They worked their way up the aisle to the old-fashioned cars as Austin delivered a clothesline. Dude hit a back body drop on the hood of a car as the windshield breaks (Ouch!) and that got a two count. Dude got a to count while pinning Austin on the front of the car. More brawling around the cars leading to Austin getting a two count after he sent Dude into the top of the car. Austin went for a Stunner on the car, but Dude shoved him off and did a sunset flip off the hood of the car on the floor for an innovative spot. Austin was thrown into a guardrail as well as the back of a car. Dude got a lead pipe and Austin was bleeding after doing a blade job when he was sent into the car. Dude hit Austin in the back with the lead pipe. Dude hit a suplex on the floor as both guys were bumping all over the damn arena. Dude climbed on a car, but missed the elbow in a spot that he discussed in his book. Foley said he chickened out with that leap, but I think we can forgive him. Austin covered for a slow two count as Vine was staring at Undertaker standing right here. Austin sent Dude into steps and into the ring. The fans were really into it. You think anybody in the crowd is drunk? Milwaukee? Draw your own conclusions. I’m not saying it’s a bad thing, my friends. It’s merely a comment.
Patterson tripped Austin as Dude pounded Austin’s bloody head. Austin was thrown into an exposed turnbuckle (Dude took the pad off). Dude hit a running knee attack and sent Austin into the turnbuckle again. Dude applied a chinlock. Patterson handed Dude a chair, which he used to drill Austin in the ribs and a really hard chair to the back. Dude with the double arm DDT on the chair for a two count as the crowd gasped all at once. Dude ran at Austin with the chair, Austin got a boot up and then a clothesline. Austin with a BRUTAL chair shot to the head of Dude. Austin went for a pin, but Vince wouldn’t count. Boos from the crowd! Vince lied! What a bastard! Sorry, I was caught in the moment. Dude grabbed the chair while Austin argued with Vinny Mac. Austin moved out of the way, so Dude absolutely drilled Vince with the chair to the head! It was a really stiff shot that Vince took without using a hand to block it. Austin with a Stunner, Mike Chioda ran in to count, but Patterson yanked him out of the ring and decked him with a punch as the crowd was pissed off again. Austin yelled at Patterson. Dude was up and applied the Mandible Claw again as Patterson slid into the ring to count. Patterson was pulled out of the ring by Taker (you knew he had to do something) who proceeded to Chokeslam Patterson through the English announce table (the Spanish are spared, for now). The crowd loved that! Austin was still hurting, so Dude pinned him again and Brisco goes in the ring to count. Bad move by Brisco because Taker pulled him out and Chokeslammed Brisco through the Spanish table (not so lucky now, amigos). The crowd was going absolutely insane now! Austin was up, kick to the gut and Austin delivered the Stunner to Dude! Holy shit this crowd is going crazy! Austin grabbed Vince’s limp body and hit the mat with Vince’s hand three times (remember, Vince’s hand only could count the pin) to get the 1…2…3 and retain the title. It went 22:27.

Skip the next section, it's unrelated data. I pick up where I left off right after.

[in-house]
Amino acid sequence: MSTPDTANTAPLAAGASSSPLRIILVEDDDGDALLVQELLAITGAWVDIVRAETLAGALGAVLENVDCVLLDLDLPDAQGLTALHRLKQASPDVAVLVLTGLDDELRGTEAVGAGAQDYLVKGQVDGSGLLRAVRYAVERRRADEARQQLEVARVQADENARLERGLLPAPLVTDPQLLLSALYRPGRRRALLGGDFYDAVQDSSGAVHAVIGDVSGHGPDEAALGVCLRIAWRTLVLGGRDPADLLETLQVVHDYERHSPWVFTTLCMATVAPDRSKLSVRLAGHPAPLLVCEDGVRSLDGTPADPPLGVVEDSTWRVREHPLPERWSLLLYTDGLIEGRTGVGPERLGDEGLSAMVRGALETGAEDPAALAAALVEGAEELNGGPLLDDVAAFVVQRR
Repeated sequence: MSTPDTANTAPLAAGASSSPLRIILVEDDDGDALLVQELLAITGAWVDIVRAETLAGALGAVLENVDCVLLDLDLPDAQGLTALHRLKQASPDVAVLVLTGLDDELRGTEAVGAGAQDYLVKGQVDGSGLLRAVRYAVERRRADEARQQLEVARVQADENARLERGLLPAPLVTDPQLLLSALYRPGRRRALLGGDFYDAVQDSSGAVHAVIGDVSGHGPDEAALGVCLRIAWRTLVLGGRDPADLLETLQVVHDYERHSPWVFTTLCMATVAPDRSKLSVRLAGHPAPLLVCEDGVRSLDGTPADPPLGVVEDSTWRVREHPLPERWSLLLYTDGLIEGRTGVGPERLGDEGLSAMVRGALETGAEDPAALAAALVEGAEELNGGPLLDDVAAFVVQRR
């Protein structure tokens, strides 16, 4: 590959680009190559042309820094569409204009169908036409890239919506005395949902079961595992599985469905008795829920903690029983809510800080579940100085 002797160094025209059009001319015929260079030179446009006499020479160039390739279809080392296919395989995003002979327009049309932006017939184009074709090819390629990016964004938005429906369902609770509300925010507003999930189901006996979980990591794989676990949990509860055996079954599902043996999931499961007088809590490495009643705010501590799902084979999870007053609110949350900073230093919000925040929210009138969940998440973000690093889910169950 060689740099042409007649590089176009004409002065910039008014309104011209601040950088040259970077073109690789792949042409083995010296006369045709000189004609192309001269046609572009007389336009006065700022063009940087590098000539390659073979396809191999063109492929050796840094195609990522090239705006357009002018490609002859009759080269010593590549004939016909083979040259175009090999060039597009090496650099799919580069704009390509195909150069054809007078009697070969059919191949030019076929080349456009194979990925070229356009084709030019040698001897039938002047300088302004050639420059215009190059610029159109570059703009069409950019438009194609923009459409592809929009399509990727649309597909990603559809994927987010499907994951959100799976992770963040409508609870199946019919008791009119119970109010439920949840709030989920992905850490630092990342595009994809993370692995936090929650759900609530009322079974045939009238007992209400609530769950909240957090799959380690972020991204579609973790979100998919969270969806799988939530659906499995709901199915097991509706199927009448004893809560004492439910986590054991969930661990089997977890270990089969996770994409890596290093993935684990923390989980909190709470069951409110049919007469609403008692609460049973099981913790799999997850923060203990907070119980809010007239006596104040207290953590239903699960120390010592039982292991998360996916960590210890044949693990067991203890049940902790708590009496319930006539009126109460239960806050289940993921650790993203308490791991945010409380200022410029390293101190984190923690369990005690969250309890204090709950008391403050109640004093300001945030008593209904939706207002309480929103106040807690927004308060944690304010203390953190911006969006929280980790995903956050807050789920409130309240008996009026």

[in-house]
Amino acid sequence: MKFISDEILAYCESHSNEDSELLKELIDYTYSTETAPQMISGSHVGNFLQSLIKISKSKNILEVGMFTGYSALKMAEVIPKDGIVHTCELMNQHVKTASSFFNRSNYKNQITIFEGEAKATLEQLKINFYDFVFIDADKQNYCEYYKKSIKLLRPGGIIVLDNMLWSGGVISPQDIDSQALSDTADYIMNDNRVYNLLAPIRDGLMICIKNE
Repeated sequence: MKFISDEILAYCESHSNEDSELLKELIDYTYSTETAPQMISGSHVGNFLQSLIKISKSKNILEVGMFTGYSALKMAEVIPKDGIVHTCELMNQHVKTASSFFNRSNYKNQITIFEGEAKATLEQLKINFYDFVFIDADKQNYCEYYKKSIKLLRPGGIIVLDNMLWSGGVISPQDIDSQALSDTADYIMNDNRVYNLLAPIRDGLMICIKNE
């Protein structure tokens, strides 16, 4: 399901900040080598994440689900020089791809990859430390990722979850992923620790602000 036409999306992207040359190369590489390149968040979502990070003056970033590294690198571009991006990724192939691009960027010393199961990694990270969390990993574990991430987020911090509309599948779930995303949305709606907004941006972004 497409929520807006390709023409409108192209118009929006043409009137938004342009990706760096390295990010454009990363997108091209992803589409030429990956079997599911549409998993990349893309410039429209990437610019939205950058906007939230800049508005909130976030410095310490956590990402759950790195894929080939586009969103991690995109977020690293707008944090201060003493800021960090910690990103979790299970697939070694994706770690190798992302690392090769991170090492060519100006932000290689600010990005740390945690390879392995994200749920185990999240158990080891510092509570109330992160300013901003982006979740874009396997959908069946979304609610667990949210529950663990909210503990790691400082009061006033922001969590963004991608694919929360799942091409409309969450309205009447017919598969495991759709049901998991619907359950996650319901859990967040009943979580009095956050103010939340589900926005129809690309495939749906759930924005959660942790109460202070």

Winner by pinfall: Steve Austin
Analysis: ****1/2 It was an excellent match. This match had everything needed to be a classic. It was for the WWE Title, it featured the top babyface, and the top heels, two very good workers and a memorable storyline. The best time to have a babyface champion retain the WWE Title is when the crowd actually thinks he will lose the belt. You have to create an atmosphere so electric that the fans will question whether their hero will keep his title. That’s what they did here. By stacking the deck against Austin, it made the victory feel that much greater. Dude was outstanding by taking some big bumps throughout the match while nearly benefitting from Vince’s cheating as the referee. Austin was working hard, taking bigger bumps for him because his neck was pretty bad at this point, so taking big bumps wasn’t that smart. There were some nasty chair shots in the match with Austin hitting Dude at one point and then Dude’s chair shot that hit Vince. The presence of Vince, Patterson & Brisco was smart and then you had Undertaker trying to prevent the interference. It was booked really well. In Foley’s first book, he called this match an “elaborate twenty-minute epic drama.” Well said. I agree. A perfect fit as a main event in the Attitude Era. That’s for sure.